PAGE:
While the junta has refused to provide full details of the number of people detained and the places of detention, Thai Lawyers for Human Rights (TLHR), a group of lawyers and human rights defenders who formed following the coup to redress human rights violations caused by the junta's rule, compiled statistics on the one-month anniversary of the coup. TLHR noted that during the first month of rule by the junta, at least 454 persons were publicly summoned to report themselves in Bangkok, and at least 57 were informally summoned in the provinces. The full report can be read in English here and in Thai here. While the junta has repeatedly claimed that those who are summoned and then held are not being detained, but are instead being offered "accommodation" and "attitude adjustment," the penalty for not responding to the summons is possible processing within the military court system and a punishment of a prison sentence of up to two years and/or a fine of up to 40,000 baht.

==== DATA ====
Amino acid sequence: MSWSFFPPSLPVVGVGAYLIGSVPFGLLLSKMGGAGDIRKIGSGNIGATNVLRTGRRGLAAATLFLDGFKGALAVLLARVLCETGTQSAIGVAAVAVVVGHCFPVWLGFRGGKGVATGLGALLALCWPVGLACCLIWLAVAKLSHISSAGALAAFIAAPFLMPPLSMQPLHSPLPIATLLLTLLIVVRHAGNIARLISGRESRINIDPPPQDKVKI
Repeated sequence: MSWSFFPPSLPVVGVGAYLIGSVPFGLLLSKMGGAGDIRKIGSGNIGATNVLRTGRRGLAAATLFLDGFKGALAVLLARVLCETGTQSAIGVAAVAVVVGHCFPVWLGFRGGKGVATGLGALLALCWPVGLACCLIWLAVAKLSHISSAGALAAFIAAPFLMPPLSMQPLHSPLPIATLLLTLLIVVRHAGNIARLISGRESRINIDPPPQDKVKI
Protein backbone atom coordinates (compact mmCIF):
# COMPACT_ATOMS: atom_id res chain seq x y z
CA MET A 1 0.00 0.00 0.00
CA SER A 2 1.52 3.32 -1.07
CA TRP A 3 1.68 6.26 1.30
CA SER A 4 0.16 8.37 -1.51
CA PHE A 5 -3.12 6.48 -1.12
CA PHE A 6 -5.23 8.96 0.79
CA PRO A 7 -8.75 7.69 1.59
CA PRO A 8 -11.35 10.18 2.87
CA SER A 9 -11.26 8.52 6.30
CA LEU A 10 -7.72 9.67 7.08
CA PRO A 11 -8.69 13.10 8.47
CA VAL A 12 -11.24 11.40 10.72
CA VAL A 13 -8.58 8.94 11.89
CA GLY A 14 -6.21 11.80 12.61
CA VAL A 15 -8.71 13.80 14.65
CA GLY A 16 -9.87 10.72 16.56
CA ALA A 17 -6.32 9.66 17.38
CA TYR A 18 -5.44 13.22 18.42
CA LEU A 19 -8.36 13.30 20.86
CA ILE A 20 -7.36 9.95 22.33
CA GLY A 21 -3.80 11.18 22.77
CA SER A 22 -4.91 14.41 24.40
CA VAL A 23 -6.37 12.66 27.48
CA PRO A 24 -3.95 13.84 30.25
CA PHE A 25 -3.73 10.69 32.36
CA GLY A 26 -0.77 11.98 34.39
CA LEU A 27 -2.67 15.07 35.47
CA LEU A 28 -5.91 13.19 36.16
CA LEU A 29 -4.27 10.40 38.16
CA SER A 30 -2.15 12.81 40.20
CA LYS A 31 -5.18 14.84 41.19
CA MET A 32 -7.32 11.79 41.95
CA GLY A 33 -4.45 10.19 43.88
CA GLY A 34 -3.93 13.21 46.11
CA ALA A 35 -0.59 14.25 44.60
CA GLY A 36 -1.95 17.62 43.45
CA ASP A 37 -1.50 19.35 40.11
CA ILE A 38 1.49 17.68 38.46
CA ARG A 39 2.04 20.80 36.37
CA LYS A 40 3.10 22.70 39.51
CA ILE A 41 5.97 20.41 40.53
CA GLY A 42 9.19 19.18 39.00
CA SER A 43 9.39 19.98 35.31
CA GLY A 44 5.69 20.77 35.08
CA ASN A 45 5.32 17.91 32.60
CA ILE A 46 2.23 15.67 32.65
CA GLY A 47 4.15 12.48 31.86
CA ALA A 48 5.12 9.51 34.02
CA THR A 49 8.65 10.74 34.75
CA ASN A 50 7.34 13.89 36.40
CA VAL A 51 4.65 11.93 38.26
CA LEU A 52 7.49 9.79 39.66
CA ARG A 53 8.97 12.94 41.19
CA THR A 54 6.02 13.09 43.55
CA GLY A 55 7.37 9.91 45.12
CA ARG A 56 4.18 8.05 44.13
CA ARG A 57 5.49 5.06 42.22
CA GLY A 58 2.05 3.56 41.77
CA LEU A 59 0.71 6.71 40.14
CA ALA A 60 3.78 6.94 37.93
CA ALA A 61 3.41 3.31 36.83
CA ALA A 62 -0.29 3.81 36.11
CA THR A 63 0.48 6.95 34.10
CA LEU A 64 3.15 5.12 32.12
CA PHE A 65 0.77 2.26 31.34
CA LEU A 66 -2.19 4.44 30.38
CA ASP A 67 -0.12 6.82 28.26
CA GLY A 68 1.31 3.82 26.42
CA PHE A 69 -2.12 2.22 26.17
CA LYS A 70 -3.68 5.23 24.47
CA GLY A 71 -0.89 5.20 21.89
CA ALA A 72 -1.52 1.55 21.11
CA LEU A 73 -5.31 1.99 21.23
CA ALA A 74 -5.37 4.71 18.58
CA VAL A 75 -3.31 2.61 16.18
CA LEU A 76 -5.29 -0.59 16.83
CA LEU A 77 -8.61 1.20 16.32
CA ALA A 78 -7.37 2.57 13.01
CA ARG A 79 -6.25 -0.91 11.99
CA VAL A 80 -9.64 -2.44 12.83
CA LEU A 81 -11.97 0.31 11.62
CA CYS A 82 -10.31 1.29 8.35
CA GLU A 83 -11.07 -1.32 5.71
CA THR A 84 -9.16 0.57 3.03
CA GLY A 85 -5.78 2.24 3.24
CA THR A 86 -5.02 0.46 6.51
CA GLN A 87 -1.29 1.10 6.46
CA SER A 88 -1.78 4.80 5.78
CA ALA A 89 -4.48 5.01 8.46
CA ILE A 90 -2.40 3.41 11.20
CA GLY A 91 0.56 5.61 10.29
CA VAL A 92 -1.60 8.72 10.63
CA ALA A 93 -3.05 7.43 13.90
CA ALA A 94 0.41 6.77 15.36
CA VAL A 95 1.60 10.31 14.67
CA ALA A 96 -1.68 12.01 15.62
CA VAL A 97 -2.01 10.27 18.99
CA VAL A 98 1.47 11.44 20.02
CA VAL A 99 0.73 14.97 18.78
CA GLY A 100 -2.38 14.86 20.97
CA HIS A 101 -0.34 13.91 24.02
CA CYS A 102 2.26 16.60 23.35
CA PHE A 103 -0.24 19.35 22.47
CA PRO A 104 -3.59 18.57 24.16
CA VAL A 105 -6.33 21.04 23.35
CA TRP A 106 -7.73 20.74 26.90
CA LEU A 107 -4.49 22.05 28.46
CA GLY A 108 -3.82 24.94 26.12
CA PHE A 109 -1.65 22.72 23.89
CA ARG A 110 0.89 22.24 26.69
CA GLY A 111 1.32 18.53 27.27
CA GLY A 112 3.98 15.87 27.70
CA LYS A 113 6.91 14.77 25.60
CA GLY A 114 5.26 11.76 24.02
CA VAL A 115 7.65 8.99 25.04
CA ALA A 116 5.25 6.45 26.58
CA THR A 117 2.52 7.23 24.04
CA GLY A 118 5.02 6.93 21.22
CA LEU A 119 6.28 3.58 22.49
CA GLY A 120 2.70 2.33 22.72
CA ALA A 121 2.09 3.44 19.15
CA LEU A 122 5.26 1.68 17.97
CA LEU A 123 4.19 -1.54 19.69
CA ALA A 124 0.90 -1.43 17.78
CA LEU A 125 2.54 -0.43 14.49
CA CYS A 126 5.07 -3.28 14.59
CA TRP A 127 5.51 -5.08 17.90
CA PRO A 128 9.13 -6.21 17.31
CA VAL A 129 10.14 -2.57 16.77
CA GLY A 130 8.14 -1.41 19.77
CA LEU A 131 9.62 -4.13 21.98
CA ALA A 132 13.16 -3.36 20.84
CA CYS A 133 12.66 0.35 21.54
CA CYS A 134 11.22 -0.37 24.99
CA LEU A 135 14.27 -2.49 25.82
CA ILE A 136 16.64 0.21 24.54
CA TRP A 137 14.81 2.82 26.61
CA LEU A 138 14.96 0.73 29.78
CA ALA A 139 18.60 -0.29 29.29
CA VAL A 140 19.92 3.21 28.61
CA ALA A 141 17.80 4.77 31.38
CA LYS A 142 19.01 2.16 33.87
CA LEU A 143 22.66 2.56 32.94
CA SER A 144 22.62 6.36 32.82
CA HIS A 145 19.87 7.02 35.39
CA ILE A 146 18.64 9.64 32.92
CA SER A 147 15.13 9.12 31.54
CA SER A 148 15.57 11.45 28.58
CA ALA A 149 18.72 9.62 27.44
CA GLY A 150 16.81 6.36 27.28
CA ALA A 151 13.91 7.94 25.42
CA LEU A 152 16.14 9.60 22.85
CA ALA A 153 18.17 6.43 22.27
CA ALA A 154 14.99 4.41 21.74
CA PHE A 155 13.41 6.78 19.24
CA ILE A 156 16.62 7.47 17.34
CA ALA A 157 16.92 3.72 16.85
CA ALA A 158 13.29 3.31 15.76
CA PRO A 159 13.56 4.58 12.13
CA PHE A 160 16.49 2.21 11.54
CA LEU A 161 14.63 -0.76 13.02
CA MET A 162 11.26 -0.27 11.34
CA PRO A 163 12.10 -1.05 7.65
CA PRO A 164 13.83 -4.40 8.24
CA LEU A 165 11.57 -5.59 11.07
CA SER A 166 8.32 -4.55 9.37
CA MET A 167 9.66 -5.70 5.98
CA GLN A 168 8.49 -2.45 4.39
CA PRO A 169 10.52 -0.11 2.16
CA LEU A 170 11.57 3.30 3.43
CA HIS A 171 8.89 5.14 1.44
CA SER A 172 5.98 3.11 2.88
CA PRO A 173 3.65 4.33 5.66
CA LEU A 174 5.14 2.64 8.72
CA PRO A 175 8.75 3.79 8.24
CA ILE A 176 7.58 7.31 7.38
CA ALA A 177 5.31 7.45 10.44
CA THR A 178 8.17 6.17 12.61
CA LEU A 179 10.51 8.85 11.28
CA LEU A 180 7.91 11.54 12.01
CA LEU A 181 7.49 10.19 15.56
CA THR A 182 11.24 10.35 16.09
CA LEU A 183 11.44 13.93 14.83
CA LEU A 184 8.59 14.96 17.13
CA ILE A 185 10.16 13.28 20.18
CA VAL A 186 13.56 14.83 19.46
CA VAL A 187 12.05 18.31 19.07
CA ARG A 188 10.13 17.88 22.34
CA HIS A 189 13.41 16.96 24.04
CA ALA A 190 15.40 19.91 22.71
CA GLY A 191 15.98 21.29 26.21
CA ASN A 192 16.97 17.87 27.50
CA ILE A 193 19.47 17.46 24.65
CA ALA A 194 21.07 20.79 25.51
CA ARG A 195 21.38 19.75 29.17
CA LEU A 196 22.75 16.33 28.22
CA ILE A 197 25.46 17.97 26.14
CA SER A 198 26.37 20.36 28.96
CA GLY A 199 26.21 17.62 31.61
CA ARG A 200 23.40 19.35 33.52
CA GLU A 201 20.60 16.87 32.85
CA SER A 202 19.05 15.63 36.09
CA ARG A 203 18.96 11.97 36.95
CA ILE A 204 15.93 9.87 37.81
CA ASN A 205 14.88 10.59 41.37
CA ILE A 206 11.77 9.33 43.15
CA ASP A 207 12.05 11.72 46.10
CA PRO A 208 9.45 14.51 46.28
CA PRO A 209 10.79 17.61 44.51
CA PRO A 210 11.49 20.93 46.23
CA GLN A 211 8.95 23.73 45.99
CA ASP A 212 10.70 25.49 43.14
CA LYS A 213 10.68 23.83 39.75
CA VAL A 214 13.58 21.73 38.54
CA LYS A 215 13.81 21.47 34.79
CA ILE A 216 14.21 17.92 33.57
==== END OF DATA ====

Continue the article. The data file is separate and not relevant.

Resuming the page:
Since the first days after the coup was launched, the NCPO has explicitly targeted dissident thinkers, academics, human rights defenders, journalists, and artists. Thanapol Eawsakul is a long-time editor, writer, and long-time human rights defender who has consistently worked to create space for the voices of those marginalized and repressed in Thai society, and has been among those targeted by the junta since the beginning. He was first arrested with several other people during a peaceful protest against the coup on 23 May and detained for one night at the Signal Department of the Royal Thai Army (AHRC-STM-099-2014). Then, he was included on the list of persons named in Order No. 5/2557  on 23 May, which was broadcast on the radio and television and demanded that those named themselves to the Army Club on Thewet Road by 4 pm on 24 May (AHRC-STM-100-2014). As he was already in custody at that time, the authorities transferred him to the Army Club, and he was then detained for an additional seven days, the maximum permitted under martial law. Like all others released from detention by the NCPO, under Announcement No. 39/2557 , Thanapol was compelled to sign a statement agreeing to a number of conditions, including that he would not exercise his fundamental human rights to free expression or assembly, or leave country without permission of the junta. The conditions of release reinforce the essentially arbitrary character of the process of detention, since they refer to no law and are issued under the exclusive authority of the junta.